Why Does the National Cattlemen’s Beef Assocation Care About the Humane Society-United Egg Producers Agreement?

Just finished reading a post over at Beltway Beef about how NCBA thinks the agreement reached by the Humane Society of the United States (HSUS) and United Egg Producers (UEP) is a “dangerous precedent”.  Here’s a pdf fact sheet about the agreement from HSUS. In short, the two organizations have agreed to mutually pursue legislation that will mandate enriched cages instead of barren battery cages phased in over 15-18 years. It would also mandate labeling on egg cartons such as “eggs from caged hens”. Forced molting through starvation would be banned as well as some other issues that are addressed in the fact sheet. To be clear, there is no legislation currently on the table. The agreement only specifies that the two groups will work together to get legislation passed. And we’re talking federal law too which would trump any existing state laws.

So two groups who are generally in disagreement get along and agree on some legislation that improves the lives of laying hens – and this is a bad thing?

I think enriched cages are certainly an improvement for laying hens, so I support this legislation. But, I don’t think it’s the best solution. I’ll continue to buy my eggs from local farmers or raise backyard chickens before I’ll buy eggs at the grocery store from battery caged hens or even enriched caged hens.

But why is NCBA up in arms about this?

From the Beltway Beef post: “If the legislation were to become law, Butts said for the first time ever, the federal government would be in charge of mandating how farmers and ranchers raise and care for their animals.

Ah, the ol’ slippery slope argument! Here’s why I believe this alarmist position is not justified. They say that if the legislation would pass, then the government would, for the first time ever, be in charge of mandating how farmers and ranchers raise and care for their animals. For starters, ranchers raise cattle…not chickens. So this legislation will not be a precedent for any mandates for ranchers. Second, the legislation would only mandate one specific aspect of the egg industry — and for the better! It would not give the government any more power than the legislation addresses — which is a 15-18 year phase-in of enriched cages and some labeling standards.

NCBA wants to pretend that the government has no business meddling in the affairs of farmers and ranchers. But the NCBA certainly wants to have their say in politics: Influence Explorer. The government has the right to enact legislation regarding the livestock/agriculture industry and this is not some Draconian legislation — it’s just about improving the welfare of laying hens!


2 Comments on “Why Does the National Cattlemen’s Beef Assocation Care About the Humane Society-United Egg Producers Agreement?”

  1. F.Ben38 says:

    Those concerned about the treatment of laying hens should oppose this legislation. The outrageous bill (which is actually on the table–it’s called HR 3798, introduced in January) would establish egg factory CAGES as a national standard that could never be challenged or changed by state law or public vote–essentially stopping cage-free laws dead in their tracks. Instead of outlawing cages–this crazy measure would outlaw the banning of cages. That is why it is being pushed by the egg industry itself! Check out the Stop the Rotten Egg Bill campaign (http://www.StopTheRottenEggBill.org) to learn more.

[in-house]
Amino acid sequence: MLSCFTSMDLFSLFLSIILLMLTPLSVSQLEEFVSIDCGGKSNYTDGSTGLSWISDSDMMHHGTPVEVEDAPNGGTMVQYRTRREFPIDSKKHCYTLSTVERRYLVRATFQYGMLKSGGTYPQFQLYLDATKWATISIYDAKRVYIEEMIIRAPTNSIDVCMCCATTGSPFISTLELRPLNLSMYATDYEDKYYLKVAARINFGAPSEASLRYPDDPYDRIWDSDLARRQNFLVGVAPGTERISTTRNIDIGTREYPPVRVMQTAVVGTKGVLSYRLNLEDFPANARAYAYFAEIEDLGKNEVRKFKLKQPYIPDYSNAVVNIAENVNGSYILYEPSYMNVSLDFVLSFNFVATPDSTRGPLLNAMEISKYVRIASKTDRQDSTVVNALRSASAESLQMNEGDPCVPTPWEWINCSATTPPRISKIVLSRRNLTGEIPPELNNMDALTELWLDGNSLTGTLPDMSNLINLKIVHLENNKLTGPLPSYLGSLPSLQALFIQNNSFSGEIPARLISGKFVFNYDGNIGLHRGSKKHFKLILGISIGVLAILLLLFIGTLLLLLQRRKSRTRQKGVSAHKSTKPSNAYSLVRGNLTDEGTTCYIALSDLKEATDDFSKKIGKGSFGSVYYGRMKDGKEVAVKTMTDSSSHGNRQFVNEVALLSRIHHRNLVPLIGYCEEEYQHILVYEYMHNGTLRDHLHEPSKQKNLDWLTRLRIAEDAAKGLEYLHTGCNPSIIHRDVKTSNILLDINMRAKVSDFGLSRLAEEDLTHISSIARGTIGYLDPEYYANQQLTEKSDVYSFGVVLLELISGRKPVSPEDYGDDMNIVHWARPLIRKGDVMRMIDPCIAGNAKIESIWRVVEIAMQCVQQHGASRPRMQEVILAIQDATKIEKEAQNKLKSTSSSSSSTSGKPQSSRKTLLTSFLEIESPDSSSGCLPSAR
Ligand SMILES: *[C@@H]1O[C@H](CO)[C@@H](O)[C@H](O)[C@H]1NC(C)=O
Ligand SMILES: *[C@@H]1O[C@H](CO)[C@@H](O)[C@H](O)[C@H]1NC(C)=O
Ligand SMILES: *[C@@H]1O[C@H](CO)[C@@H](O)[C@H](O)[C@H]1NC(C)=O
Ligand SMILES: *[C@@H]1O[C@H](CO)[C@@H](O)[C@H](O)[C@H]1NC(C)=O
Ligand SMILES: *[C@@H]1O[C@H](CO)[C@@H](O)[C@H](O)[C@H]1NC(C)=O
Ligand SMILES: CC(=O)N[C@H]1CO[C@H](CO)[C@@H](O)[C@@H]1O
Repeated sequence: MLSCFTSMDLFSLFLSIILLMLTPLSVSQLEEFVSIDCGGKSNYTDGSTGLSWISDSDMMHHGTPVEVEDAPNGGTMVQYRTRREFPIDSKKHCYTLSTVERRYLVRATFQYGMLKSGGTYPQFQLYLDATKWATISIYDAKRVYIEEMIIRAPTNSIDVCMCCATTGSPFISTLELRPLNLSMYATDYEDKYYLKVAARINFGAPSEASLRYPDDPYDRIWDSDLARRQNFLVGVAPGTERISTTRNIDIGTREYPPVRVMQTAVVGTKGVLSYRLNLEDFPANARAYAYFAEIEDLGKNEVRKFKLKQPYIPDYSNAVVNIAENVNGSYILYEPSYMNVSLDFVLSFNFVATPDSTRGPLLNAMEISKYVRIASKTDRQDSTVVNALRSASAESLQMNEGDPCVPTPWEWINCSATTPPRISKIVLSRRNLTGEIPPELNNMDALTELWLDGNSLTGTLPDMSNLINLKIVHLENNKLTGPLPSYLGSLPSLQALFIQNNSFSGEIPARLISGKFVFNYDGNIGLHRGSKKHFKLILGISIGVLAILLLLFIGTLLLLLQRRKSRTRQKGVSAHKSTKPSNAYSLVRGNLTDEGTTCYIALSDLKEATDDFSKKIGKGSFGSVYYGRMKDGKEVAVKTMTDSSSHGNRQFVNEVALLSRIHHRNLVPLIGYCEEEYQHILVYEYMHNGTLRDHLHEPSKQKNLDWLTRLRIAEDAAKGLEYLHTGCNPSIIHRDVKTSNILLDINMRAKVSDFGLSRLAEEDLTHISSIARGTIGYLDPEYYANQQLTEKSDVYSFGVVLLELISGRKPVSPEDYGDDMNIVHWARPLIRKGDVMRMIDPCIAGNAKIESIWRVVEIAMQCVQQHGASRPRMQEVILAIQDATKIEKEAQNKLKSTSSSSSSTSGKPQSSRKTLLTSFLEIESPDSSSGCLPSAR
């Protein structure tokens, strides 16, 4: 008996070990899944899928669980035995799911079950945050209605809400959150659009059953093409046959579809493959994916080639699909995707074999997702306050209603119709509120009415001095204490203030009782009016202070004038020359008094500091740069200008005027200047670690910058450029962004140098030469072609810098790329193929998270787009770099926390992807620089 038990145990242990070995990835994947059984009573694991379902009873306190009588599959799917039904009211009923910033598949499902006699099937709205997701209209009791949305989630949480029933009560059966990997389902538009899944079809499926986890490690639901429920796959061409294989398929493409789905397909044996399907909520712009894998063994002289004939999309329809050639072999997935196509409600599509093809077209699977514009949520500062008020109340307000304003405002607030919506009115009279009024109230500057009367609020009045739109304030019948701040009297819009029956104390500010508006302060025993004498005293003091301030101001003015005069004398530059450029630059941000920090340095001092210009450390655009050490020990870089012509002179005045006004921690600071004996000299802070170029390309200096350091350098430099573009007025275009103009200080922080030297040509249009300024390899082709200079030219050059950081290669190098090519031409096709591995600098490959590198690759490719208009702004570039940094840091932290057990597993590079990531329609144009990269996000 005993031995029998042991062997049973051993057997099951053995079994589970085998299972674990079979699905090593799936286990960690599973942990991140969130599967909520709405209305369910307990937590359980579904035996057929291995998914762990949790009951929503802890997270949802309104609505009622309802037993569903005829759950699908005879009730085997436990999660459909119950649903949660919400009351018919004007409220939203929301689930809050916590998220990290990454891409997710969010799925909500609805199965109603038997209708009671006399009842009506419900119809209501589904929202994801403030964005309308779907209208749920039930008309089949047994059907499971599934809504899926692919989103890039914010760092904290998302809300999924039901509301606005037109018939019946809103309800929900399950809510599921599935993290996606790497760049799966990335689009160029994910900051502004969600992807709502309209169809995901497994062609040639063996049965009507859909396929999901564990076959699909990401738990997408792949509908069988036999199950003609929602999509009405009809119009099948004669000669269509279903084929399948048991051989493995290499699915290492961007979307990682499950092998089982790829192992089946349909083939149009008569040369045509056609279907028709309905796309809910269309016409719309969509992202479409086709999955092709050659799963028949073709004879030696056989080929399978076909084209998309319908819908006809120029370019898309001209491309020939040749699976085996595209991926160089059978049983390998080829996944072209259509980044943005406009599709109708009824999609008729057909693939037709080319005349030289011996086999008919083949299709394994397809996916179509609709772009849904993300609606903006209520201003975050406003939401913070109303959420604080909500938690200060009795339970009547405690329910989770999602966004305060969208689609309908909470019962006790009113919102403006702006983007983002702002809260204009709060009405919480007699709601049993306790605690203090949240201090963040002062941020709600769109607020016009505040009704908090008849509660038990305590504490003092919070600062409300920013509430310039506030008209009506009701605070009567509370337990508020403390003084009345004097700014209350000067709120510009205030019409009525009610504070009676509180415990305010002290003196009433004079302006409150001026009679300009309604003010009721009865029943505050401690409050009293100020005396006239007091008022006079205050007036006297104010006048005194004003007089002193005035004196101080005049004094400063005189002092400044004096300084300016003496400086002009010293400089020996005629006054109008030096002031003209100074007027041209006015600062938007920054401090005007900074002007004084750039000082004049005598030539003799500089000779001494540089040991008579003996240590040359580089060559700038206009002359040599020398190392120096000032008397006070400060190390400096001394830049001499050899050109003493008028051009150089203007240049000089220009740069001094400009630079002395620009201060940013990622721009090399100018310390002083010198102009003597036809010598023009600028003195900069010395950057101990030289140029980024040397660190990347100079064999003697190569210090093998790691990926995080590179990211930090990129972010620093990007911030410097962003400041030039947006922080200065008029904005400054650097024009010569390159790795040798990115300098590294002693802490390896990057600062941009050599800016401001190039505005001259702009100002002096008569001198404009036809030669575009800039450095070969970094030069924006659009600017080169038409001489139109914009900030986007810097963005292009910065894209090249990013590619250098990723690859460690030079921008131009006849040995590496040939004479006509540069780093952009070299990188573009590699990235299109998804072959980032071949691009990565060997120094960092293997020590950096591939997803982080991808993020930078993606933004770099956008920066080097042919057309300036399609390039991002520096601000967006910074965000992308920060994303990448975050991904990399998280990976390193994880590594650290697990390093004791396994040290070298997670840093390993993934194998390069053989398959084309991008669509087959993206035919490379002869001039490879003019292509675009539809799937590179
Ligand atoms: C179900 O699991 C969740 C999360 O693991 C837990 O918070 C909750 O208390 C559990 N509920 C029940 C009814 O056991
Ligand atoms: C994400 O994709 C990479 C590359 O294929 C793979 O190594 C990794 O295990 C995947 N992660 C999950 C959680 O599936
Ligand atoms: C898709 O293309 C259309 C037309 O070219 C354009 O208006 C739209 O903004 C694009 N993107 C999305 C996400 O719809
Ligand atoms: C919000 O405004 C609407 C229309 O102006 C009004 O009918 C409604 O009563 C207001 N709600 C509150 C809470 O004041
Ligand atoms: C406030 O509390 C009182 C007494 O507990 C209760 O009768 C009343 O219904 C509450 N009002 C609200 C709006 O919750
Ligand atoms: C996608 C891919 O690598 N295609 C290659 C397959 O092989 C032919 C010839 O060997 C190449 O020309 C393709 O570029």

• ethicalplate says:

      Hi, thanks for visiting and commenting F.Ben38,

      I understand your point of view. I don’t think hens should be kept in cages either. That’s why I buy eggs from a local pasture-based farmer and I think that represents part of the ideal. The other part would be backyard chickens.

      The trap you’re falling in to here, in my opinion, is that you’re letting perfect be the enemy of good. The reason I say that is because I do not believe you will ever see a law passed that bans the use of cages outright. Certainly not in the next 25 years. Currently, 96% of the egg industry uses the barren battery cage system. If the legislation passes, enriched cages would be phased in over the next 15-18 years. That’s at least an improvement. Improvements are good. If you abandon this legislation, I think you’ll see another 10-25 years go by without any improvements. And that can’t be good for hen welfare. The egg industry will never voluntarily go along with a cage-free legislative mandate.

      Like I was saying, I believe in alternatives to caged production. I also believe in alternatives to cage-free production which is just essentially a broiler barn that has hens in it. I think the ideal is local pasture-based eggs and backyard chickens. This type of grassroots movement could easily supplant the current version of the caged egg industry. I think that would work faster and be far more effective than pursuing legislation that the egg industry will fight tooth and nail. They want the ability to scale vertically within the hen houses. You can’t do that with cage-free. They would throw millions and millions against legislation banning cages outright and my guess is they would be successful in defeating the cage-free legislation. I’m trying not to be negative here, but that’s the reality.

      I think the statement about “never being challenged or changed by state law or public vote”, while containing elements of truth, is not something that needs to be worried about. Grassroots movements that start with the people (consumers) will always be able to out-compete the government’s legislation.

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